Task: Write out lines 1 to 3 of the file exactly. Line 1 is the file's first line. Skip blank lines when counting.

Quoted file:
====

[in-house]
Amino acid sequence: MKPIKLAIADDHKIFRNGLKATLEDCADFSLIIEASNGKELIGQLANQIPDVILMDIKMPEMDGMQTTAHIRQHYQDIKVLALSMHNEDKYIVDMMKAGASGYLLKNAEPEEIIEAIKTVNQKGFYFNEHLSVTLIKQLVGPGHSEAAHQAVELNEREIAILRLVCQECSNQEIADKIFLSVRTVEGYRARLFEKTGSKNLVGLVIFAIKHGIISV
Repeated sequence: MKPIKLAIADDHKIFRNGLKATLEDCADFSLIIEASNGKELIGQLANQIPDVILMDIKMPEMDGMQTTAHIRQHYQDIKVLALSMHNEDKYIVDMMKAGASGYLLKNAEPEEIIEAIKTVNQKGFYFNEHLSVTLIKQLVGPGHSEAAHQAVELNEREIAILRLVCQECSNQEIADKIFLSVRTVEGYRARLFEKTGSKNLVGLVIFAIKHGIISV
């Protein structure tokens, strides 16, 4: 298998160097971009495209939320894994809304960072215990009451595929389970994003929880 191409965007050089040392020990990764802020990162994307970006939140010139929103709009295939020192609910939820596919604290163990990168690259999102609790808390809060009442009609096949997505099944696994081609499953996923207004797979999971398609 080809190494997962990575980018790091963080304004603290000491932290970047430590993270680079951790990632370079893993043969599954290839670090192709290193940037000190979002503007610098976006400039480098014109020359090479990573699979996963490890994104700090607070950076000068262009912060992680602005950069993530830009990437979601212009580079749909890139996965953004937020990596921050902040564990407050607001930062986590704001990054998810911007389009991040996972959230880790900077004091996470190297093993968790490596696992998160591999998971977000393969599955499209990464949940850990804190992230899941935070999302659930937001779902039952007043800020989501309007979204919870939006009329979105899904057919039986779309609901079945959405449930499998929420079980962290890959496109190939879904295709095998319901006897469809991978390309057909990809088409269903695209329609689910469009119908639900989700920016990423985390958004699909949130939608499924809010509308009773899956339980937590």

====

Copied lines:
[in-house]
Amino acid sequence: MKPIKLAIADDHKIFRNGLKATLEDCADFSLIIEASNGKELIGQLANQIPDVILMDIKMPEMDGMQTTAHIRQHYQDIKVLALSMHNEDKYIVDMMKAGASGYLLKNAEPEEIIEAIKTVNQKGFYFNEHLSVTLIKQLVGPGHSEAAHQAVELNEREIAILRLVCQECSNQEIADKIFLSVRTVEGYRARLFEKTGSKNLVGLVIFAIKHGIISV
Repeated sequence: MKPIKLAIADDHKIFRNGLKATLEDCADFSLIIEASNGKELIGQLANQIPDVILMDIKMPEMDGMQTTAHIRQHYQDIKVLALSMHNEDKYIVDMMKAGASGYLLKNAEPEEIIEAIKTVNQKGFYFNEHLSVTLIKQLVGPGHSEAAHQAVELNEREIAILRLVCQECSNQEIADKIFLSVRTVEGYRARLFEKTGSKNLVGLVIFAIKHGIISV